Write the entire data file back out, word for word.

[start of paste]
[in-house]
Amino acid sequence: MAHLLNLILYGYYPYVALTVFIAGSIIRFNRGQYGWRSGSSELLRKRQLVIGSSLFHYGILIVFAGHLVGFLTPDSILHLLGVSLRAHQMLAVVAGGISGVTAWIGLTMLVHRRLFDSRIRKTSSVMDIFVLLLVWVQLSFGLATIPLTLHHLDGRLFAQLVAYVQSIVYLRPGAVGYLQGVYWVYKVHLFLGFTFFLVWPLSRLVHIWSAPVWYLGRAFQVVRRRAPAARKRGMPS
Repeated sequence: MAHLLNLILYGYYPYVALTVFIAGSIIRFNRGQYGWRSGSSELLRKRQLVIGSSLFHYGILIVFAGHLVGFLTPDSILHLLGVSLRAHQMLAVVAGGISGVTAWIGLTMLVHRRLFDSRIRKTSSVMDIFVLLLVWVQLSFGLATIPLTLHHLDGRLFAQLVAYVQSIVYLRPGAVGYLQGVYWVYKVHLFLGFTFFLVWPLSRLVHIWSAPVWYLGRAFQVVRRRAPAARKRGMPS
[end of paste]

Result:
[in-house]
Amino acid sequence: MAHLLNLILYGYYPYVALTVFIAGSIIRFNRGQYGWRSGSSELLRKRQLVIGSSLFHYGILIVFAGHLVGFLTPDSILHLLGVSLRAHQMLAVVAGGISGVTAWIGLTMLVHRRLFDSRIRKTSSVMDIFVLLLVWVQLSFGLATIPLTLHHLDGRLFAQLVAYVQSIVYLRPGAVGYLQGVYWVYKVHLFLGFTFFLVWPLSRLVHIWSAPVWYLGRAFQVVRRRAPAARKRGMPS
Repeated sequence: MAHLLNLILYGYYPYVALTVFIAGSIIRFNRGQYGWRSGSSELLRKRQLVIGSSLFHYGILIVFAGHLVGFLTPDSILHLLGVSLRAHQMLAVVAGGISGVTAWIGLTMLVHRRLFDSRIRKTSSVMDIFVLLLVWVQLSFGLATIPLTLHHLDGRLFAQLVAYVQSIVYLRPGAVGYLQGVYWVYKVHLFLGFTFFLVWPLSRLVHIWSAPVWYLGRAFQVVRRRAPAARKRGMPS